A Guide to Data Breaches for Small Businesses

A Guide to Data Breaches for Small Businesses

No company wants to experience the horrors of a data breach, but these can have particularly devastating consequences on a small business who doesn’t have the resources to bounce back. In fact, 60 percent of small businesses fail within six months of a cyber attack. In order to protect yourself and your company, you need to know exactly what the risks are, what you can do to prevent them, and how you can recover.

Sources of Data Breaches

Data breaches can come from various sources. If you want to protect yourself against data breaches, you will need to put plans in place to prevent and combat each one of these.

» Hackers - When most people think of fraud and data breaches, their mind goes to the stereotype of the shady hacker, typing away in a dark basement. Hackers are not inherently bad or suspicious, but they do tend to be behind most cyber attacks.

» Current Employees - No one wants to think about their employees betraying them. However, while employees do sometimes willingly cause data breaches for financial gain or a sense of revenge, many times it's accidental. Employees are vulnerable to phishing, use weak passwords, and sometimes lose important information. In fact, employee negligence, not sabotage, is the main cause of data breaches.

» Past Employees - Past employees can cause data breaches either intentionally (by stealing data or giving away key information to a hacker) or unintentionally (by accidentally giving away such information to someone with bad intentions, or unknowingly taking company data home with them). In a 2017 survey, 20 percent of companies had experienced a data breach by an ex-employee.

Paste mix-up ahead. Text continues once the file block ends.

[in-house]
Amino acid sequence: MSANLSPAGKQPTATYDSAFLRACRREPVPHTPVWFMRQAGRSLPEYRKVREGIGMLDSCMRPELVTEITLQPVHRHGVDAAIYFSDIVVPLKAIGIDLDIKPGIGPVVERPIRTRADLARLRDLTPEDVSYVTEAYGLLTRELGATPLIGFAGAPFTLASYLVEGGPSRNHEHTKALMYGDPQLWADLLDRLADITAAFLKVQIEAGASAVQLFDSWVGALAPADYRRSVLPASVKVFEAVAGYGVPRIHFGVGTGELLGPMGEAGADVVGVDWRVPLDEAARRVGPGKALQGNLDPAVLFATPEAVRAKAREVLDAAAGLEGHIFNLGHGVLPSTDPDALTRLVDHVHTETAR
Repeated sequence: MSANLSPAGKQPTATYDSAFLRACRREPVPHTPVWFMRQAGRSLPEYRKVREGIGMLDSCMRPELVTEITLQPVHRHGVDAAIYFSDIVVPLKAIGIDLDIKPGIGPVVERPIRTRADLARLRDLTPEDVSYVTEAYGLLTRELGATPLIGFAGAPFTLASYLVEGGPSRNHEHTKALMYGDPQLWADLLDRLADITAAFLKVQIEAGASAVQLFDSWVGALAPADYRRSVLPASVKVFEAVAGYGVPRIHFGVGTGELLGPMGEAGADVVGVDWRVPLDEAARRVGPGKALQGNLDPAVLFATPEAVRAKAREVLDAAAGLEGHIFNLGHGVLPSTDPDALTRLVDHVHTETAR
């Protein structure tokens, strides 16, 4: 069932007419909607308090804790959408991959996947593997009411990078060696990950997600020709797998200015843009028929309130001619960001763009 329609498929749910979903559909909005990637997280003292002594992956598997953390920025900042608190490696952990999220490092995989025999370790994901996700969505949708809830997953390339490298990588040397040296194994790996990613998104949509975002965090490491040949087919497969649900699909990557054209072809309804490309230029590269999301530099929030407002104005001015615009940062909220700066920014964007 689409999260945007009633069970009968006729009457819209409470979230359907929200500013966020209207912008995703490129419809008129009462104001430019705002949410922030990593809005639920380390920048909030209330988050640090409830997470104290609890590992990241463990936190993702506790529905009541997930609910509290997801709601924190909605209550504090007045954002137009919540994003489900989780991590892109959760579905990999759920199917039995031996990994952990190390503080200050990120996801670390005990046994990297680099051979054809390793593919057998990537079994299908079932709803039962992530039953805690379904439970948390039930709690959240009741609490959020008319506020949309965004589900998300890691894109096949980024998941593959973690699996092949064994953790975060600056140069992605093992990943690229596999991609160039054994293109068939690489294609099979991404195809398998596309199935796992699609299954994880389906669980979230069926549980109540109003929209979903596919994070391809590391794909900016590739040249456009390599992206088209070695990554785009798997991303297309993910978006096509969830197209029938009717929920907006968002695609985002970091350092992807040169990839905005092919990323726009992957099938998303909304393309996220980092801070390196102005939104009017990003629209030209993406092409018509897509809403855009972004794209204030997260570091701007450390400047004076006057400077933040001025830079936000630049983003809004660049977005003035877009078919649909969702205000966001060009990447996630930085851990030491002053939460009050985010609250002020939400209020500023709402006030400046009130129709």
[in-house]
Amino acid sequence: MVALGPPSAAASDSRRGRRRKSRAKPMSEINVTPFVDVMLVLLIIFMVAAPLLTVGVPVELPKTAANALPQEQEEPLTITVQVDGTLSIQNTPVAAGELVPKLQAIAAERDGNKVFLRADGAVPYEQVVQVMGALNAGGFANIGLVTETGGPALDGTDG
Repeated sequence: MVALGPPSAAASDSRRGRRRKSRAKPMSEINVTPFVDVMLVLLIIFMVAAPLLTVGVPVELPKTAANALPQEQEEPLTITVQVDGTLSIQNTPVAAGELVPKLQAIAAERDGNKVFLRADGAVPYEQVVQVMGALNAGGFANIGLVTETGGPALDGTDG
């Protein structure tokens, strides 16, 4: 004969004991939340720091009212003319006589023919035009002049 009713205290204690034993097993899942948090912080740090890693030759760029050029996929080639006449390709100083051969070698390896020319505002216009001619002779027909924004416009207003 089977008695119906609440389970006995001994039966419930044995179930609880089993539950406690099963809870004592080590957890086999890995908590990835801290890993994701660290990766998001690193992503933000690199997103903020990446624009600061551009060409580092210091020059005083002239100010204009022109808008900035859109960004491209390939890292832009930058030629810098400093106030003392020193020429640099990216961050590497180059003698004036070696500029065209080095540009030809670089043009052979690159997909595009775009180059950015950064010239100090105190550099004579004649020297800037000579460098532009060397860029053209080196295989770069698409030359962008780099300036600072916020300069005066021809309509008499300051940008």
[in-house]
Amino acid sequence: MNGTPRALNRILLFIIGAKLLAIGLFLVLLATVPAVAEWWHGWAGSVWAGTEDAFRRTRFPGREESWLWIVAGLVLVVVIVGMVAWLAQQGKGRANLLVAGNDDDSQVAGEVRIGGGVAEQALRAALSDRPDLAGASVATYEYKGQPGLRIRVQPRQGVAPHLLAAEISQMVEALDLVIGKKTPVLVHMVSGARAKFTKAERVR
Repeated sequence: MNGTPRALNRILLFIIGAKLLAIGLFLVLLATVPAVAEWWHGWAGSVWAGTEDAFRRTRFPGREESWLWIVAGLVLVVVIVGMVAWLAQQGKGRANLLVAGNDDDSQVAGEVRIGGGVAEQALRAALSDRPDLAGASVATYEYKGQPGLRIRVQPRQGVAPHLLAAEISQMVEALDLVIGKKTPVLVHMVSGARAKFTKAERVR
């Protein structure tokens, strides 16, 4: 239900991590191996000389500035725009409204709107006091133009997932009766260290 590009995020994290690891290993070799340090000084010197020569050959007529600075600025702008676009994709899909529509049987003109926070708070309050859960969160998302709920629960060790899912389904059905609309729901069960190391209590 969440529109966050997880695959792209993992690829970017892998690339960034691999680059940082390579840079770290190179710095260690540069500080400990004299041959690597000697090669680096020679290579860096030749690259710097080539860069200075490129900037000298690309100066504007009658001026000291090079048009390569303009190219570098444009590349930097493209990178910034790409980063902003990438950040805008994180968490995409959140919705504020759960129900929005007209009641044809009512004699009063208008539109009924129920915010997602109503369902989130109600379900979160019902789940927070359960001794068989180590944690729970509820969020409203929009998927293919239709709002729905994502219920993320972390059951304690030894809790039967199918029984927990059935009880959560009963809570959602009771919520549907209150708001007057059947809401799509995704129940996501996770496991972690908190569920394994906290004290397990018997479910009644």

» Anyone Else With Key Information - This includes friends and family members of employees, contractors, or anyone who could access sensitive information.

Sometimes, an attack or breach can be a combination of several of these factors. For instance, a hacker may be the one behind the attack, but they are using information carelessly shared by a current employee, or the culprit may be a former employee themselves.

Bear in mind that, according to the 2018 Data Breach Investigations Report by Verizon, 73 percent of cyber attacks were perpetrated by an outsider. This means the chances of one of your employees being behind the attack are low, but it’s not entirely impossible.

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Types of Cyber Attack (and How to Prevent Them)

There are many ways that a cyber attacker could attempt a data breach on small business. Each comes with its own complications and challenges, and many can cause other problems such as incapacitating your service entirely.

» Social Engineering - Social engineering encompasses various types of attack that involve fraud and manipulation to obtain company data. This includes things like phishing (trying to get someone to click on a harmful link), ransomware (holding your data ransom), or lying to get someone to reveal security credentials. The experts at Digital Guardian offer some great advice on how you can prevent these types of attacks from affecting your business.

» Man in the Middle - A type of attack that essentially boils down to someone intercepting key information over a network. This can easily be used to steal data and, when carried out correctly, will probably not be noticed for a while. Encryption and authentication methods can be used to counter this, but hackers are always finding new ways to break encryption.

» SQL Injection - SQL stands for Structured Query Language, a type of programming language used in databases. SQL injection involves introducing malicious code into a database in order to extract, reveal, modify, delete or corrupt your data. Because many companies use SQL databases, this is one of the easiest and most common forms of attack. Protecting yourself against them involves some specific coding — you can find out more about it here.